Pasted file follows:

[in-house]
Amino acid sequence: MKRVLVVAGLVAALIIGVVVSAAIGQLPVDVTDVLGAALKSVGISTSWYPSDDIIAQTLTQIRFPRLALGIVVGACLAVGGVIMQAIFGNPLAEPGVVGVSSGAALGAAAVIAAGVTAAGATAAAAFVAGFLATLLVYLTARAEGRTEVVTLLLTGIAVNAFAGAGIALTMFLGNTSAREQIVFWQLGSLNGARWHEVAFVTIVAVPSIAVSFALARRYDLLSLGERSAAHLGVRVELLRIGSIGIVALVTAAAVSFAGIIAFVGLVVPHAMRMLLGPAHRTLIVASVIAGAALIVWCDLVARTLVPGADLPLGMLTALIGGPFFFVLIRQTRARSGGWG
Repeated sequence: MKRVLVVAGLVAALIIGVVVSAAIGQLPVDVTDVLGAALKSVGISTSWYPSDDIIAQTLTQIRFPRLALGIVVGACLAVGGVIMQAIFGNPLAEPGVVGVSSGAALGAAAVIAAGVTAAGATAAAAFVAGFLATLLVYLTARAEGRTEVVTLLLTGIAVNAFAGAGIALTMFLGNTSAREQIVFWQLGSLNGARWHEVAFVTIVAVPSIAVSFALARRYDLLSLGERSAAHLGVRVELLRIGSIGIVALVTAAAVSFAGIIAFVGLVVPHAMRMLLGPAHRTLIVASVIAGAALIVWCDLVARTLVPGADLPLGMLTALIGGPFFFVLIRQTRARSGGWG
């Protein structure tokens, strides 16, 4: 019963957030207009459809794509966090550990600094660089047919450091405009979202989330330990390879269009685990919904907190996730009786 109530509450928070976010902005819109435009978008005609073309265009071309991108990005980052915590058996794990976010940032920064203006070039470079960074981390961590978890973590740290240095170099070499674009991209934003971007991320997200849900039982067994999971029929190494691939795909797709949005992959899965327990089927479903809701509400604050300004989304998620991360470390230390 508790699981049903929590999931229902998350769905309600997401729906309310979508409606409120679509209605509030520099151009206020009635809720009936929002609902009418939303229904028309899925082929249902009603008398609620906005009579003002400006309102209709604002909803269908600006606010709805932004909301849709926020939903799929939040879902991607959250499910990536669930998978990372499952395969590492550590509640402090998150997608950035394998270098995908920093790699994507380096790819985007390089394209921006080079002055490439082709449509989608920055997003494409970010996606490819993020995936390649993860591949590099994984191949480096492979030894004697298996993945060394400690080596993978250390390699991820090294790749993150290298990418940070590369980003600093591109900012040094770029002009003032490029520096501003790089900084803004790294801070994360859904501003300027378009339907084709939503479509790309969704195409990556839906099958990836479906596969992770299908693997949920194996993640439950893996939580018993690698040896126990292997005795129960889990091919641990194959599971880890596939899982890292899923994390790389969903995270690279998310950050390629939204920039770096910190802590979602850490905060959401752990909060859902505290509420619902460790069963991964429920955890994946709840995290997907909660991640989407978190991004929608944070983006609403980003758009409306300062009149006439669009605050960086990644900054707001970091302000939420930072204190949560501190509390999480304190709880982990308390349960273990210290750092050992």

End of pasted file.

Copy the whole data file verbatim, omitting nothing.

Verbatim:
[in-house]
Amino acid sequence: MKRVLVVAGLVAALIIGVVVSAAIGQLPVDVTDVLGAALKSVGISTSWYPSDDIIAQTLTQIRFPRLALGIVVGACLAVGGVIMQAIFGNPLAEPGVVGVSSGAALGAAAVIAAGVTAAGATAAAAFVAGFLATLLVYLTARAEGRTEVVTLLLTGIAVNAFAGAGIALTMFLGNTSAREQIVFWQLGSLNGARWHEVAFVTIVAVPSIAVSFALARRYDLLSLGERSAAHLGVRVELLRIGSIGIVALVTAAAVSFAGIIAFVGLVVPHAMRMLLGPAHRTLIVASVIAGAALIVWCDLVARTLVPGADLPLGMLTALIGGPFFFVLIRQTRARSGGWG
Repeated sequence: MKRVLVVAGLVAALIIGVVVSAAIGQLPVDVTDVLGAALKSVGISTSWYPSDDIIAQTLTQIRFPRLALGIVVGACLAVGGVIMQAIFGNPLAEPGVVGVSSGAALGAAAVIAAGVTAAGATAAAAFVAGFLATLLVYLTARAEGRTEVVTLLLTGIAVNAFAGAGIALTMFLGNTSAREQIVFWQLGSLNGARWHEVAFVTIVAVPSIAVSFALARRYDLLSLGERSAAHLGVRVELLRIGSIGIVALVTAAAVSFAGIIAFVGLVVPHAMRMLLGPAHRTLIVASVIAGAALIVWCDLVARTLVPGADLPLGMLTALIGGPFFFVLIRQTRARSGGWG
């Protein structure tokens, strides 16, 4: 019963957030207009459809794509966090550990600094660089047919450091405009979202989330330990390879269009685990919904907190996730009786 109530509450928070976010902005819109435009978008005609073309265009071309991108990005980052915590058996794990976010940032920064203006070039470079960074981390961590978890973590740290240095170099070499674009991209934003971007991320997200849900039982067994999971029929190494691939795909797709949005992959899965327990089927479903809701509400604050300004989304998620991360470390230390 508790699981049903929590999931229902998350769905309600997401729906309310979508409606409120679509209605509030520099151009206020009635809720009936929002609902009418939303229904028309899925082929249902009603008398609620906005009579003002400006309102209709604002909803269908600006606010709805932004909301849709926020939903799929939040879902991607959250499910990536669930998978990372499952395969590492550590509640402090998150997608950035394998270098995908920093790699994507380096790819985007390089394209921006080079002055490439082709449509989608920055997003494409970010996606490819993020995936390649993860591949590099994984191949480096492979030894004697298996993945060394400690080596993978250390390699991820090294790749993150290298990418940070590369980003600093591109900012040094770029002009003032490029520096501003790089900084803004790294801070994360859904501003300027378009339907084709939503479509790309969704195409990556839906099958990836479906596969992770299908693997949920194996993640439950893996939580018993690698040896126990292997005795129960889990091919641990194959599971880890596939899982890292899923994390790389969903995270690279998310950050390629939204920039770096910190802590979602850490905060959401752990909060859902505290509420619902460790069963991964429920955890994946709840995290997907909660991640989407978190991004929608944070983006609403980003758009409306300062009149006439669009605050960086990644900054707001970091302000939420930072204190949560501190509390999480304190709880982990308390349960273990210290750092050992």